A man who killed a police officer on the Champs-Elysees Thursday night was known to French security services for radical Islamist activities and had shot and wounded an officer in the past, a source close to the investigation told CNN.
The terror attack in European nations didn't stop as a new ISIS member open fired on historic Champs-Elysees Shopping District on Thursday.
In November, 2015, Paris was rocked by near simultaneous gun-and-bomb attacks on entertainment sites, in which 130 people died and 368 were wounded.
Qassemi described terrorism is "the first and most immediate threat against the global peace, stability and security", stressing that the scourge "cannot be eliminated without a consensus as well as a firm and honest will among members of the worldwide community".
Candidates canceled or rescheduled final campaign events ahead of Sunday's first round vote.
Police tape surrounded the quiet, middle-class neighborhood in Chelles, and anxious neighbors expressed surprise at the searches.
Meanwhile, French Ministry of Interior Spokesman Pierre-Henry Brandet told BFMTV that the assailant "got out of the vehicle and shot at the police vehicle with an automatic weapon, killing one policeman instantly".
The Champs-Elysees gunman who shot and killed a police officer just days before France's presidential election was detained in February for threatening police but later freed.
There were other reports it may have been an armed robbery gone wrong, but police have launched a terrorism inquiry and all indications are that it is terror-related.
France is now in a state of emergency and earlier officers closed a major road after they found a suspicious package.
Hours after the incident, Daesh claimed responsibility for the attack via its Amaq news agency.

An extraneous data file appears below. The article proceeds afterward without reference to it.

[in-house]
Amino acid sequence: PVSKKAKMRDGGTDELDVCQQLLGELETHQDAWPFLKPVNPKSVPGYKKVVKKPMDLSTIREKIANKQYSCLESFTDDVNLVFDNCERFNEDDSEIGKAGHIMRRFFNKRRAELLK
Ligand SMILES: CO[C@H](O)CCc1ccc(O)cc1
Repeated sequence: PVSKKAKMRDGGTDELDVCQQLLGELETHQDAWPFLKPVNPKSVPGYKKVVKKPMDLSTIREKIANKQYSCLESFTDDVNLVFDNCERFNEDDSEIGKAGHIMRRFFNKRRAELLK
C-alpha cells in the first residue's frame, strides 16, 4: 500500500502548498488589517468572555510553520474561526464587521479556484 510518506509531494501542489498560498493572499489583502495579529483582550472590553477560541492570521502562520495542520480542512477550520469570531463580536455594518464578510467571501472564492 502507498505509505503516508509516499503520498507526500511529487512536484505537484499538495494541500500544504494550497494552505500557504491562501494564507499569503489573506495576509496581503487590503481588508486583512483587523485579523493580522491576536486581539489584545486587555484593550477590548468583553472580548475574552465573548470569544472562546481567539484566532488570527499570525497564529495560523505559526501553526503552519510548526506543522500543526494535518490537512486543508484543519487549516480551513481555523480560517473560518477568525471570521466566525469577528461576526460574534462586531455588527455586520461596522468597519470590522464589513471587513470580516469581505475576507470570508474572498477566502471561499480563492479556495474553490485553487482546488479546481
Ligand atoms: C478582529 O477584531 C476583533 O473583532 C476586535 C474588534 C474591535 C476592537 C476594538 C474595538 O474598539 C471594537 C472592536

The Islamic State reported through its Amaq news agency that the attacker was Abu Yusuf al-Beljiki, which was confirmed by the USA organization that monitors terrorists' activity online, SITE Intel Group. One nun escapes and gives the alert, and police shoot both attackers as they leave the church.
Bystanders raise their arms after a shooting in Paris.
In Thursday's attack, French Interior Ministry spokesman Pierre-Henry Brandet said on BFM television that a man came out of a auto and opened fire on a police vehicle.
Police and soldiers sealed off the area, ordering tourists back into their hotels and blocking people from approaching the scene. Video showed the normally busy avenue, one of the most famous streets in the world, empty of residents and tourists but teeming with security officers at 9:30 p.m.
"They were running, running", said 55-year-old Badi FtaÃ¯ti, who lives in the area. "Some were crying. There were tens, maybe even hundreds of them".
President Francois Hollande is due to speak after holding a crisis meeting with Prime Minister Bernard Cazeneuve and Interior minister Matthias Fekl.
At a news conference in Washington with visiting Italian Prime Minister Paolo Gentiloni Silveri, he said: "It looks like another terrorist attack".
In a televised address, outgoing French President Francois Hollande called the shooting the work of terrorists.